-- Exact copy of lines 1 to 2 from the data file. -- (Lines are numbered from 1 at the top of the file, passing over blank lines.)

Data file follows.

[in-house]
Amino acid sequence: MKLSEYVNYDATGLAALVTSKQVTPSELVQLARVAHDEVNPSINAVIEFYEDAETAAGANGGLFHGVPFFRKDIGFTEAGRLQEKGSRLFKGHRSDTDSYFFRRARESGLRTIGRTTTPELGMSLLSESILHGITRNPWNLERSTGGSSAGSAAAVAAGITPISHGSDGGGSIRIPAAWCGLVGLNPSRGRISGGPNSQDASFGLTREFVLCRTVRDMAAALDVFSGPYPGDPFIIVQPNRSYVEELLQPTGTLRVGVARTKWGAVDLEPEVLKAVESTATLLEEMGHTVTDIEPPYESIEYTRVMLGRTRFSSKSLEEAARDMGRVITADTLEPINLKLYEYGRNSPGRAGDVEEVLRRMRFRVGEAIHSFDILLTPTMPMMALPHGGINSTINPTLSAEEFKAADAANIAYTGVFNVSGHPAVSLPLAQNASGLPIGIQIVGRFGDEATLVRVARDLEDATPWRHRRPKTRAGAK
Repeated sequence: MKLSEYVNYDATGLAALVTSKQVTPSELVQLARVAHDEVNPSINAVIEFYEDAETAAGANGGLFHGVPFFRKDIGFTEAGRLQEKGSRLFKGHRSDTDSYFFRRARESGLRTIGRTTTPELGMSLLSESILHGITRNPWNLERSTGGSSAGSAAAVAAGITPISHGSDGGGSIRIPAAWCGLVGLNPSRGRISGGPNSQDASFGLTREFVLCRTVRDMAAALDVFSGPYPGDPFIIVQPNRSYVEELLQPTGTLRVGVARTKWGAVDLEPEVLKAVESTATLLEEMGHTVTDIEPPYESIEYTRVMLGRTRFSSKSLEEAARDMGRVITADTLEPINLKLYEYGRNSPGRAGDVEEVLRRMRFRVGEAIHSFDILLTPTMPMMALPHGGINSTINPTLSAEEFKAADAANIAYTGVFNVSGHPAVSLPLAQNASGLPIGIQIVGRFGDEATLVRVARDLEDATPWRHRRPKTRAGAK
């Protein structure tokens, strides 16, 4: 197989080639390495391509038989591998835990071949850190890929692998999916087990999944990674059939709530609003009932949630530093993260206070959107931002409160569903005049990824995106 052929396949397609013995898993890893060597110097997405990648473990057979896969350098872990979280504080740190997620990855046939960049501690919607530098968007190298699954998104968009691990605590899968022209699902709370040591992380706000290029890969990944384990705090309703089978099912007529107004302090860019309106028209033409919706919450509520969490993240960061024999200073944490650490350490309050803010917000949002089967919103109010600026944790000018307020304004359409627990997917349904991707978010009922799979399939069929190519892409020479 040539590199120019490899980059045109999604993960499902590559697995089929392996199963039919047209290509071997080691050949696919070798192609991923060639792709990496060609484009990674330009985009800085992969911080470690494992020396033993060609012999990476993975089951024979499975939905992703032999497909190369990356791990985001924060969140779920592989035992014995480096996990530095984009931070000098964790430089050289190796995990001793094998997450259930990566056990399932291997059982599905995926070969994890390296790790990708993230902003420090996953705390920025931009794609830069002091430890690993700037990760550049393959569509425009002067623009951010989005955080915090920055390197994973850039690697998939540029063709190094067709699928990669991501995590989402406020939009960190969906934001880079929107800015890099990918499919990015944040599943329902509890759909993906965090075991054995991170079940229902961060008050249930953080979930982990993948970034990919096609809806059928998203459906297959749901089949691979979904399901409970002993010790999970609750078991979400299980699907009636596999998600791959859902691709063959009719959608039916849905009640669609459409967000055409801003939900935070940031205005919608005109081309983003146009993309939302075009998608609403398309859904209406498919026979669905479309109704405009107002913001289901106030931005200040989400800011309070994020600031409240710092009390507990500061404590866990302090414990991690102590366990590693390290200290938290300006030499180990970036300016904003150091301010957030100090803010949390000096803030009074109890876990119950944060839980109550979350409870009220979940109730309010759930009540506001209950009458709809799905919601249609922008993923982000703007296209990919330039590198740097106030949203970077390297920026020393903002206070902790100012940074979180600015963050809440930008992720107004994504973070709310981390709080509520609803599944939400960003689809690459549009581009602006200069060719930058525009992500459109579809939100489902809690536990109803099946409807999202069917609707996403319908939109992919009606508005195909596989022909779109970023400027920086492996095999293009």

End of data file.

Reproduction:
[in-house]
Amino acid sequence: MKLSEYVNYDATGLAALVTSKQVTPSELVQLARVAHDEVNPSINAVIEFYEDAETAAGANGGLFHGVPFFRKDIGFTEAGRLQEKGSRLFKGHRSDTDSYFFRRARESGLRTIGRTTTPELGMSLLSESILHGITRNPWNLERSTGGSSAGSAAAVAAGITPISHGSDGGGSIRIPAAWCGLVGLNPSRGRISGGPNSQDASFGLTREFVLCRTVRDMAAALDVFSGPYPGDPFIIVQPNRSYVEELLQPTGTLRVGVARTKWGAVDLEPEVLKAVESTATLLEEMGHTVTDIEPPYESIEYTRVMLGRTRFSSKSLEEAARDMGRVITADTLEPINLKLYEYGRNSPGRAGDVEEVLRRMRFRVGEAIHSFDILLTPTMPMMALPHGGINSTINPTLSAEEFKAADAANIAYTGVFNVSGHPAVSLPLAQNASGLPIGIQIVGRFGDEATLVRVARDLEDATPWRHRRPKTRAGAK